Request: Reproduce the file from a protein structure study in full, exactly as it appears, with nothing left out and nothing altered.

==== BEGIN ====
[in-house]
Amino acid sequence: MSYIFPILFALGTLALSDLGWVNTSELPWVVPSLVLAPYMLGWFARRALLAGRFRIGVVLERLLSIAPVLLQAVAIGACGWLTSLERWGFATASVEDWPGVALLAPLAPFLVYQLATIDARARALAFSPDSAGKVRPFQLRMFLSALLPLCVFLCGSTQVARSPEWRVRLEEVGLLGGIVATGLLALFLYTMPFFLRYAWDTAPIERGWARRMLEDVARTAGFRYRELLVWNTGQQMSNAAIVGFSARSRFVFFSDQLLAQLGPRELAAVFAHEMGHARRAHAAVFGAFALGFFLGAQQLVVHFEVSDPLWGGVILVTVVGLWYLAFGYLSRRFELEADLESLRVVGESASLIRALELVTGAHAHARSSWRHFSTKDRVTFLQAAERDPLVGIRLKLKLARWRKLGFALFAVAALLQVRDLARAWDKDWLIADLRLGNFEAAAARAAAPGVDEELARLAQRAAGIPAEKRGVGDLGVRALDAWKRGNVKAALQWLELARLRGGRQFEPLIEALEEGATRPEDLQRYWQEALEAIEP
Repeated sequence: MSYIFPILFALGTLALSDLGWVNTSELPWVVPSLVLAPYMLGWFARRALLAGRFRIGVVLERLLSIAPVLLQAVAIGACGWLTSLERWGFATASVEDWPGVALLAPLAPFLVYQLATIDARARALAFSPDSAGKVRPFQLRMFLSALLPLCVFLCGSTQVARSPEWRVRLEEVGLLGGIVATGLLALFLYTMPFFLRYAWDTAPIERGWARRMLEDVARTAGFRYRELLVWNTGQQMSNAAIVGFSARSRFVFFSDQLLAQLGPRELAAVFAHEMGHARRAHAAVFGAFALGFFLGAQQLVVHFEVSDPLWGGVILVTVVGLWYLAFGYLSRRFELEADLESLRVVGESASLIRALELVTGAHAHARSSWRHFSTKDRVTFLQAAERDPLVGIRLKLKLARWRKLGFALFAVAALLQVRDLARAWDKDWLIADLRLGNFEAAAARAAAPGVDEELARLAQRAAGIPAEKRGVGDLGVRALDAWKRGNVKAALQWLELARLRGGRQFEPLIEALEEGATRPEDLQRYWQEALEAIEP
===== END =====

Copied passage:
[in-house]
Amino acid sequence: MSYIFPILFALGTLALSDLGWVNTSELPWVVPSLVLAPYMLGWFARRALLAGRFRIGVVLERLLSIAPVLLQAVAIGACGWLTSLERWGFATASVEDWPGVALLAPLAPFLVYQLATIDARARALAFSPDSAGKVRPFQLRMFLSALLPLCVFLCGSTQVARSPEWRVRLEEVGLLGGIVATGLLALFLYTMPFFLRYAWDTAPIERGWARRMLEDVARTAGFRYRELLVWNTGQQMSNAAIVGFSARSRFVFFSDQLLAQLGPRELAAVFAHEMGHARRAHAAVFGAFALGFFLGAQQLVVHFEVSDPLWGGVILVTVVGLWYLAFGYLSRRFELEADLESLRVVGESASLIRALELVTGAHAHARSSWRHFSTKDRVTFLQAAERDPLVGIRLKLKLARWRKLGFALFAVAALLQVRDLARAWDKDWLIADLRLGNFEAAAARAAAPGVDEELARLAQRAAGIPAEKRGVGDLGVRALDAWKRGNVKAALQWLELARLRGGRQFEPLIEALEEGATRPEDLQRYWQEALEAIEP
Repeated sequence: MSYIFPILFALGTLALSDLGWVNTSELPWVVPSLVLAPYMLGWFARRALLAGRFRIGVVLERLLSIAPVLLQAVAIGACGWLTSLERWGFATASVEDWPGVALLAPLAPFLVYQLATIDARARALAFSPDSAGKVRPFQLRMFLSALLPLCVFLCGSTQVARSPEWRVRLEEVGLLGGIVATGLLALFLYTMPFFLRYAWDTAPIERGWARRMLEDVARTAGFRYRELLVWNTGQQMSNAAIVGFSARSRFVFFSDQLLAQLGPRELAAVFAHEMGHARRAHAAVFGAFALGFFLGAQQLVVHFEVSDPLWGGVILVTVVGLWYLAFGYLSRRFELEADLESLRVVGESASLIRALELVTGAHAHARSSWRHFSTKDRVTFLQAAERDPLVGIRLKLKLARWRKLGFALFAVAALLQVRDLARAWDKDWLIADLRLGNFEAAAARAAAPGVDEELARLAQRAAGIPAEKRGVGDLGVRALDAWKRGNVKAALQWLELARLRGGRQFEPLIEALEEGATRPEDLQRYWQEALEAIEP